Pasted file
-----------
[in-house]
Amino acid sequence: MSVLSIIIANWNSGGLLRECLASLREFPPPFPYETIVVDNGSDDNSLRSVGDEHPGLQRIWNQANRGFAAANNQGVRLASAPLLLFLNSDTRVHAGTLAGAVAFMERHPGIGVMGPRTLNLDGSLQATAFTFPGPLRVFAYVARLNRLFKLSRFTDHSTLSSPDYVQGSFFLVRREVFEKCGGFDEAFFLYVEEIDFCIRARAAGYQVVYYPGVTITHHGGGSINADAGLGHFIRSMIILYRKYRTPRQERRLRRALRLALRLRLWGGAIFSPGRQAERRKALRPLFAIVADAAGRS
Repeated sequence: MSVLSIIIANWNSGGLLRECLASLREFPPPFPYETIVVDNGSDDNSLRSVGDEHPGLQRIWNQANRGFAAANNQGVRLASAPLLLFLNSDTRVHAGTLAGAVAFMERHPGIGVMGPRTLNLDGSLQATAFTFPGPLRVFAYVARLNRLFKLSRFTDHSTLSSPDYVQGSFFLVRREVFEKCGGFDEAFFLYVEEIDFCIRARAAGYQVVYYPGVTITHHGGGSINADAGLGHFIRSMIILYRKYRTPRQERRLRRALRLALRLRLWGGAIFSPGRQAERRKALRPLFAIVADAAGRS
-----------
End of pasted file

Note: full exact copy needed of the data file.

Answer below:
[in-house]
Amino acid sequence: MSVLSIIIANWNSGGLLRECLASLREFPPPFPYETIVVDNGSDDNSLRSVGDEHPGLQRIWNQANRGFAAANNQGVRLASAPLLLFLNSDTRVHAGTLAGAVAFMERHPGIGVMGPRTLNLDGSLQATAFTFPGPLRVFAYVARLNRLFKLSRFTDHSTLSSPDYVQGSFFLVRREVFEKCGGFDEAFFLYVEEIDFCIRARAAGYQVVYYPGVTITHHGGGSINADAGLGHFIRSMIILYRKYRTPRQERRLRRALRLALRLRLWGGAIFSPGRQAERRKALRPLFAIVADAAGRS
Repeated sequence: MSVLSIIIANWNSGGLLRECLASLREFPPPFPYETIVVDNGSDDNSLRSVGDEHPGLQRIWNQANRGFAAANNQGVRLASAPLLLFLNSDTRVHAGTLAGAVAFMERHPGIGVMGPRTLNLDGSLQATAFTFPGPLRVFAYVARLNRLFKLSRFTDHSTLSSPDYVQGSFFLVRREVFEKCGGFDEAFFLYVEEIDFCIRARAAGYQVVYYPGVTITHHGGGSINADAGLGHFIRSMIILYRKYRTPRQERRLRRALRLALRLRLWGGAIFSPGRQAERRKALRPLFAIVADAAGRS